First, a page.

Design Lab / Re: Help Files
« on: January 21, 2012, 05:00:40 pm »
I agree entirely on the problem with making decisions early - one of the things most likely to drive me away from a new MUD is being forced to choose some mystical thing over some other mystical thing in the hopes that I won't eventually have to restart because of it.  I think it's relatively easy though to let people defer significant decisions until later (much as how on Discworld you don't choose your guild until you're good and ready) provided you have the will to do so.

Thanks for the link - I will mull over its contents.  :-D


Design Lab / Help Files
« on: January 21, 2012, 11:34:34 am »

Having a good help system is, I think, almost mandatory in creating a good first impression in a MUD.  Ideally a good help system will let you refer to help files by several names ('help shout' and 'help yell' should take you to the same helpfile, for example, unless they are separate commands), as well as give you a list of related reading if there's any there.

So, here's my question - if you were a newbie, on a brand new MUD, what helpfiles would you be looking for first and what would you be expecting to find in them?

For example, my first command on a brand new MUD might be 'help newbie' and I would expect to get a helpfile that outlined how to move, how to talk, how to fight, and so forth. 

What would be your first five or so attempts to get useful helpfiles?


General / Re: Starting a mud: worthwhile or not?
« on: October 09, 2011, 06:03:15 am »
On the topic of achievement systems, I wrote this today for my MUD blog:

General / Re: Starting a mud: worthwhile or not?
« on: September 27, 2011, 10:29:58 am »
As a data point on how worthwhile an achievement system can be, when I added such a system to Discworld there was a very noticeable jump in player numbers (of around 40 players or so in peak time).  Suddenly we started seeing people who hadn't turned up in ages, and some of them even stayed around once they'd gotten the taste for it again.  We even broke 200 players online at once, which is something that hadn't been done since 2004ish. 

On Discworld it was successful because it gave people who had 'left' a new reason to log on again, but I think Quix and Kaylus are right that new players will largely expect systems like this from the get-go, along with the other accouterments they're familiar with from other gaming contexts.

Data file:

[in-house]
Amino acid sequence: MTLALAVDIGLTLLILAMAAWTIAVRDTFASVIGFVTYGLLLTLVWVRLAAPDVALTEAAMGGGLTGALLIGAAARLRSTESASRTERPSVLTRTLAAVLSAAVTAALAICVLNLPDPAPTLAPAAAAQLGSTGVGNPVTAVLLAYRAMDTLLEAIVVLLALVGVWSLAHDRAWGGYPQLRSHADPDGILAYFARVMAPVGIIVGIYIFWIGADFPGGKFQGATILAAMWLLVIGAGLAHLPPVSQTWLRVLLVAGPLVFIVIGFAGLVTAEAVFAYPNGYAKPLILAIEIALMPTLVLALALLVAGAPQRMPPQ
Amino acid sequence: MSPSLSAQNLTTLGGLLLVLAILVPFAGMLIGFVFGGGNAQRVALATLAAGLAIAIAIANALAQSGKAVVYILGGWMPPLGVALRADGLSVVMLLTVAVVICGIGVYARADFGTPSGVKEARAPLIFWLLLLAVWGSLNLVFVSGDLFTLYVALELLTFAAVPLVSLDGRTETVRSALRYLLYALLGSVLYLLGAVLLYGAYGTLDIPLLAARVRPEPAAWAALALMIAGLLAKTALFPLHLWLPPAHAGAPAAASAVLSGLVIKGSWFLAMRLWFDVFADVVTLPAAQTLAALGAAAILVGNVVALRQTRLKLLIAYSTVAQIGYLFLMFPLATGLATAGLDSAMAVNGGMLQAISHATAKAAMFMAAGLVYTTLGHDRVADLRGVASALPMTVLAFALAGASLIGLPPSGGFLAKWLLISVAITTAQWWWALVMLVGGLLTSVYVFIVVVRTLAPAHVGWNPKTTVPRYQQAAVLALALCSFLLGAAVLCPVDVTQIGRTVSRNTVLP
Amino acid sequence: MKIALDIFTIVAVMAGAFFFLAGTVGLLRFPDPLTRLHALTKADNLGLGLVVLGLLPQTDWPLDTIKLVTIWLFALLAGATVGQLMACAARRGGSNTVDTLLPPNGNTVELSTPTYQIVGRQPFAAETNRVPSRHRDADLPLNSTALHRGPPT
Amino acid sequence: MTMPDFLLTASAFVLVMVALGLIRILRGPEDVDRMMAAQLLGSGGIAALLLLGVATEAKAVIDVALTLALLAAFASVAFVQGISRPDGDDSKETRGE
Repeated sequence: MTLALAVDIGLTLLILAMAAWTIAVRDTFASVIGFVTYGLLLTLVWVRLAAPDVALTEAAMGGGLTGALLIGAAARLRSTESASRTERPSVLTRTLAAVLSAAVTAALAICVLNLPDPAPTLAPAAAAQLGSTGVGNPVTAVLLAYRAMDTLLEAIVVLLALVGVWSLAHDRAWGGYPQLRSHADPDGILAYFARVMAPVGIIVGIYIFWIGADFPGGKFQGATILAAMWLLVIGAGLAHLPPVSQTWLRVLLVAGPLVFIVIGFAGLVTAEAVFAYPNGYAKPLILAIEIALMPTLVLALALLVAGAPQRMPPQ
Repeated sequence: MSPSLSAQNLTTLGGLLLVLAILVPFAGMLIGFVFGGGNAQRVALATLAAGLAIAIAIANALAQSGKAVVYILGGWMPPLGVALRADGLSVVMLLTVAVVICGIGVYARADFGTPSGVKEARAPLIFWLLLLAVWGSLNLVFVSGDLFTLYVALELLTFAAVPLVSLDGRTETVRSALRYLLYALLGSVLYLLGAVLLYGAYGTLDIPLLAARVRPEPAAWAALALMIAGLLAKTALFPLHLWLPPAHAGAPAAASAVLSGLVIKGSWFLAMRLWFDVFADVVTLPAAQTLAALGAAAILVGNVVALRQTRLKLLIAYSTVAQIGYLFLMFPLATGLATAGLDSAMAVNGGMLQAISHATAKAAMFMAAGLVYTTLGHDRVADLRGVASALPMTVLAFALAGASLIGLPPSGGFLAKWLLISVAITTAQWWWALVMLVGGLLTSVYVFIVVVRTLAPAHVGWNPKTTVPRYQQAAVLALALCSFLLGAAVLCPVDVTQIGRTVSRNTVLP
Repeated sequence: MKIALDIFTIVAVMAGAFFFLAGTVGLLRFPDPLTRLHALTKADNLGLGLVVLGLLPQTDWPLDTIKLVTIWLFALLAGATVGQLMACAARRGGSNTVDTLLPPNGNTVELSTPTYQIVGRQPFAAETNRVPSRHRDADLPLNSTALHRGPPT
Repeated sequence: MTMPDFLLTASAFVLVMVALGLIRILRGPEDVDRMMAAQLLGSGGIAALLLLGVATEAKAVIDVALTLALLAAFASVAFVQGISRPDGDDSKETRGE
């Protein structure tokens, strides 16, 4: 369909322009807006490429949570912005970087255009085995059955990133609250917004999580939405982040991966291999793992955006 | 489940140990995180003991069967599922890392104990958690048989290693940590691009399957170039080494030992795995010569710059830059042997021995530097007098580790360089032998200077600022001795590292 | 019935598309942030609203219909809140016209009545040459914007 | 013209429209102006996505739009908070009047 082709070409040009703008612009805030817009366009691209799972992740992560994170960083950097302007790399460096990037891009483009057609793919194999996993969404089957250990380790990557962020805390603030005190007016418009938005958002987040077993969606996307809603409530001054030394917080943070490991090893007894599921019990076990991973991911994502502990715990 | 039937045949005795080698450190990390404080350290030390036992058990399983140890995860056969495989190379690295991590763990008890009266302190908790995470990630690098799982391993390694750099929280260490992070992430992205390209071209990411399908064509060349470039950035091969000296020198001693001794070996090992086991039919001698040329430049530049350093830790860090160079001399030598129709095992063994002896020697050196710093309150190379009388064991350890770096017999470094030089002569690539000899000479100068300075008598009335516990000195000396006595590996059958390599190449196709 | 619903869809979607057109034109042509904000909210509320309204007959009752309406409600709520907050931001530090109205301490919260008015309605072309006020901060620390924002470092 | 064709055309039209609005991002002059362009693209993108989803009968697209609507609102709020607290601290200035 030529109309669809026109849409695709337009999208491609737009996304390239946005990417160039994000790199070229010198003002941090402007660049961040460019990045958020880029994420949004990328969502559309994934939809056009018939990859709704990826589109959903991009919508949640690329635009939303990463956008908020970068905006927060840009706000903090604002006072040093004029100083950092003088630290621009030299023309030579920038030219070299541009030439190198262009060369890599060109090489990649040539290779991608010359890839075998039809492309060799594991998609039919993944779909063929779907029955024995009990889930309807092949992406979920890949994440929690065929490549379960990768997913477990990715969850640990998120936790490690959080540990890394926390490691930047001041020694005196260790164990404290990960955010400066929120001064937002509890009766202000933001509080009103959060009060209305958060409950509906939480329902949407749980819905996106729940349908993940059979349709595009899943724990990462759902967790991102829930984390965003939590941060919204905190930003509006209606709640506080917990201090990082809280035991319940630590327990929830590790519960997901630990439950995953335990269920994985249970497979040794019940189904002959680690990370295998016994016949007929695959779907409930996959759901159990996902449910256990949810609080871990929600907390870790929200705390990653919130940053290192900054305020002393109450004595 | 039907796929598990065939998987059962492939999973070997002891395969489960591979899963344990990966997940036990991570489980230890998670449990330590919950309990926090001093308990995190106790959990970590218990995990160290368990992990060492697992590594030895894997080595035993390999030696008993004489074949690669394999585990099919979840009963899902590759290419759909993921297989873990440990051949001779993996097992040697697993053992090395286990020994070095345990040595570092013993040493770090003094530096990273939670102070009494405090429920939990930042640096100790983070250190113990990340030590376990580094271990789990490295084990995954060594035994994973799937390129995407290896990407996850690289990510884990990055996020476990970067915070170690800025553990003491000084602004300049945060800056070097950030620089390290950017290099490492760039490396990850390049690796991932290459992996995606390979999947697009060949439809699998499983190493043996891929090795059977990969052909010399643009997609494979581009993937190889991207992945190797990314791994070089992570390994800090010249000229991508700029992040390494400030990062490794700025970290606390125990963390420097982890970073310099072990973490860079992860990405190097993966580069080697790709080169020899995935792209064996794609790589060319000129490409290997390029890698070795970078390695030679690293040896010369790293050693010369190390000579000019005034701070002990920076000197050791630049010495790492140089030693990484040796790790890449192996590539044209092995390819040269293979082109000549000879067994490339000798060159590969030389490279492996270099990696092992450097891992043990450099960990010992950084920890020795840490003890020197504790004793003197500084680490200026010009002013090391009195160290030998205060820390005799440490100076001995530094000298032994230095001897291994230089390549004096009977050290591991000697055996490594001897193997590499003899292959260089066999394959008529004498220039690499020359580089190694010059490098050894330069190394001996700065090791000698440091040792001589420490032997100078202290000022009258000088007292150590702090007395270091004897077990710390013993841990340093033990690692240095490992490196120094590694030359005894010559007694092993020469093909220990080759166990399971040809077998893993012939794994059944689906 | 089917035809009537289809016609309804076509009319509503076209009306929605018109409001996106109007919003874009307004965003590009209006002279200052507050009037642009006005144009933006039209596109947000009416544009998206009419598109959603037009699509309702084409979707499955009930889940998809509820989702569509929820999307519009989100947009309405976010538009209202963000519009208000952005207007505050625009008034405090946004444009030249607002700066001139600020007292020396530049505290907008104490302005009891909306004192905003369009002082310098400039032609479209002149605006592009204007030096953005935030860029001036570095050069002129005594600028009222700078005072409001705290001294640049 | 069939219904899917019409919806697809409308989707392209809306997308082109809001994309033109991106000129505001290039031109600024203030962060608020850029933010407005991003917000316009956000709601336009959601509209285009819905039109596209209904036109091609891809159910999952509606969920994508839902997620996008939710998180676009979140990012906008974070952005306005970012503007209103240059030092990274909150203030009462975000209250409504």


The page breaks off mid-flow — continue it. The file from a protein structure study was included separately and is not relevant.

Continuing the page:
General / Re: Starting a mud: worthwhile or not?
« on: September 26, 2011, 12:15:37 pm »
It depends entirely on what you want out of the experience.

Most MUDs are going to end up as a 'ship in a bottle'.  They're a thing you pick at in your spare time, and after a few years you realise that you're never going to open for players.  There's nothing wrong with that - some people build elaborate model railways in their basement, others construct imaginary virtual worlds.  It's a perfectly valid way to spend your time, provided that the experience of building the world is enough for you.

If at the end of it you want players, it becomes a little trickier.  Text games have always been a hard sell, and they're a harder sell now than they've ever been.   I don't believe it's futile, but I think you need to be realistic.  Have a look at mudstats - the numbers are somewhat sobering.  Of 739 MUDs registered, less than 200 have a 30-day average of more than 10 players.   Well over that number have no players at all.   You can get players, even nowadays, but the question is - how many players are enough for you?   Realistically, you need to be thinking in terms of tens of players rather than the hundreds that the 'big MUDs' can draw in.  Is that enough?

It's not all doom and gloom though.  The pool of mudders is diminishing every year, but that doesn't mean that new ones aren't out there.  Back in the heyday of MUDs, you didn't have things like almost ubiquitous social networking on which to piggy back.  I don't believe that there is viability in mudding when everyone is still recruiting via the same MUD sites.  I think the only way a new MUD will be viable nowadays is if they can crack the puzzle of getting non-mudders to try it out and stick with it for long enough to appreciate the format.  Nobody has cracked that yet, but my belief is that it'll happen eventually.  Maybe text games will only appeal to one percent of one percent of game players, but that's actually a substantial market if you can get them to try it out long enough to become hooked.  :-P

As I say, nobody has cracked that puzzle yet, and if you feel that you *need* players for your investment of time to have been worth it, there are other ways to build games in this day and age that can achieve market viability without the extra baggage associated with text gaming.  I think you need to want to build a *MUD* for it to be worth your time, not just want to build a game.  I also think that the MUD that does crack the puzzle isn't going to be a mud as purists define it.  Personally though, I wouldn't have started Epitaph if I didn't believe that I could build a player-base around it.